The Resident Evil 4 Remake Deserves Praise

Unless you’ve been living under a rock you’ll know that Capcom has finally released the remake of arguably its biggest title ever; Resident Evil 4. The original was released in 2005 to near-universal acclaim, introducing the world to the now standard over-the-shoulder camera. Yes, the original perhaps hasn’t aged as well as you remember, with a few low points here and there, but it still holds up remarkably well.

The remake is now live and is easily the best remake of an original game in history. Sticking close to the original but making tweaks where necessary, the game is proof positive that developers do still love games. More to the point, the Resident Evil 4 remake proves that when companies want to, they can knock it out of the park.

Do We Need Remakes?

Some reviewers are arguing that Resident Evil 4 didn’t need a remake. They say that the game isn’t old enough to need tweaks and that gamers could simply just go back and play the original. But this viewpoint is missing the reality of a game that came out in 2005.

Go back and play the original Resident Evil 4 now and you’ll soon come to realise something undeniable; the original isn’t as good as you remember. Yes, it’s still a good game, but there has been a lot of improvement to general gaming in 20 years. Check out the cutting-edge games available on a site like Luck Land Casino, all of which are accessible on the average phone, and remember that none of this was possible in 2005. That’s how far we’ve come.

The original Resident Evil 4 has clunky controls, does not allow Leon to walk while he’s shooting, and many sections of the game are based around Quick Time Events (QTEs.) You might have forgotten, but remember now that QTEs were a big thing back in 2005. Today, pressing buttons to advance a cut scene is no longer seen as cutting edge.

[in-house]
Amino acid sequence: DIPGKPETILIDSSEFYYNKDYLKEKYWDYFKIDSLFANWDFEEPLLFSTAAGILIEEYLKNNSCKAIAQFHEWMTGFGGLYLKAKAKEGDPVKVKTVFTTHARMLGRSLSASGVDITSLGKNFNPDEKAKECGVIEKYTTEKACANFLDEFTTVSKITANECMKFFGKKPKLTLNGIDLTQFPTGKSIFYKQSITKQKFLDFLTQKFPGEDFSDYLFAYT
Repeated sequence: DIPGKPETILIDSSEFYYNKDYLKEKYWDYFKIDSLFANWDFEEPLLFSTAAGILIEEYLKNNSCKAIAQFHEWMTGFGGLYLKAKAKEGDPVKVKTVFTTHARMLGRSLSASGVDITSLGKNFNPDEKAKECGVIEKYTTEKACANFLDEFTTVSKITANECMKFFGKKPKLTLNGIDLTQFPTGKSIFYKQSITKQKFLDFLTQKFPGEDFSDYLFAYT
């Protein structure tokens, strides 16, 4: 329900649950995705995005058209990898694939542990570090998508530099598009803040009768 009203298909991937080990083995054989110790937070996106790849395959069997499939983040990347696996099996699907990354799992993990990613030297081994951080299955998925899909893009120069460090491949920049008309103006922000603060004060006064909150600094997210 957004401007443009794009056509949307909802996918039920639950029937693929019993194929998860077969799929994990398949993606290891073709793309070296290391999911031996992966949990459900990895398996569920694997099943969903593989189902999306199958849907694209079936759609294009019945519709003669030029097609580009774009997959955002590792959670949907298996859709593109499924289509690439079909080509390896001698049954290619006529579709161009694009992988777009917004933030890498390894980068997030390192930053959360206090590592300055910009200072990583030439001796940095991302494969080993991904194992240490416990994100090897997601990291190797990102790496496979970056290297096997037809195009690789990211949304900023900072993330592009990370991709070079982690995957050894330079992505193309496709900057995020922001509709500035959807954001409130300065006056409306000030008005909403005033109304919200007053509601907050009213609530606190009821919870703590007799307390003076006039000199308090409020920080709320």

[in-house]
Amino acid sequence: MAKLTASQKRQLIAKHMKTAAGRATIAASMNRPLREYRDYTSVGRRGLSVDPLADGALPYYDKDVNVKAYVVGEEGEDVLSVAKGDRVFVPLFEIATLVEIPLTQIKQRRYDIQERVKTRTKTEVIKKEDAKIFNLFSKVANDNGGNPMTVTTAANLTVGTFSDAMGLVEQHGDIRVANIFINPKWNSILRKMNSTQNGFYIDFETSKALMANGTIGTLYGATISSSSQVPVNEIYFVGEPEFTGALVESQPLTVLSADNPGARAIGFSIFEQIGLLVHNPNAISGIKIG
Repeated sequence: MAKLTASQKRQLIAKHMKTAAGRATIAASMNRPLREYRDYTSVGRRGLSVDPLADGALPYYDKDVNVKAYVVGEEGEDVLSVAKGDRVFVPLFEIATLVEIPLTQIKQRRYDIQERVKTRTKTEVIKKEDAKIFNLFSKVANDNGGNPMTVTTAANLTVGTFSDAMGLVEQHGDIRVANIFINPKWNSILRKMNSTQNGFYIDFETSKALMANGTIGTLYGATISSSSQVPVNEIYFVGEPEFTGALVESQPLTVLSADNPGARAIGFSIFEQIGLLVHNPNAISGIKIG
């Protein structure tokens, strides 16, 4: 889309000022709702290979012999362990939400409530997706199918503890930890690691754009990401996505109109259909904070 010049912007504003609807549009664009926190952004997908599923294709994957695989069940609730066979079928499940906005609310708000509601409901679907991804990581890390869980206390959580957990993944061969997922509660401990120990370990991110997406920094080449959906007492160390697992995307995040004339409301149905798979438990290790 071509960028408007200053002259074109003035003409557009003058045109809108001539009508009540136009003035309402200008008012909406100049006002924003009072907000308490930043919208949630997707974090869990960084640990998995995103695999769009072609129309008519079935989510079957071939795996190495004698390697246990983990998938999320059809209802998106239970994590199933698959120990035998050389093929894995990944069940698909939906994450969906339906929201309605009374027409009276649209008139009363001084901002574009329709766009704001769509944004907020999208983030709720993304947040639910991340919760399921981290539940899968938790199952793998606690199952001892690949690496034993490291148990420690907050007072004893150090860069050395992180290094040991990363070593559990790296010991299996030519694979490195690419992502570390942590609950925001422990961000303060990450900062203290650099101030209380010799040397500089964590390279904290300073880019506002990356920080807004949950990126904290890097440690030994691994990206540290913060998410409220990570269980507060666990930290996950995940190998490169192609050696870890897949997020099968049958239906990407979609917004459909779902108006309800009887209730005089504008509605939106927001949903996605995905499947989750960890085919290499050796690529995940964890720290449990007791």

A Love Letter To The Original

Keep in mind that the Resident Evil 4 Remake is a completely new game, recreating the original from the ground up, and you start to understand just how much work went into the project. More to the point, the developers understood what made the original great while also knowing where to make improvements. The truth is that those who feel a remake wasn’t necessary are most likely simply lost in a cloud of nostalgia.

The reality is that most of us tend to fondly remember things from our childhood. But as far as technology is concerned, products made more than two decades ago are probably obsolete. We may remember tech from 20 years ago as perfect, but the truth is it was only perfect for the time. Hence, the Resident Evil 4 Remake isn’t really a remake at all, it’s more of an upgrade.

The Last Of Us Remake, on the other hand, is another story. A computer game from 2013 probably really didn’t need a remake at all. A patch would likely have been more than enough.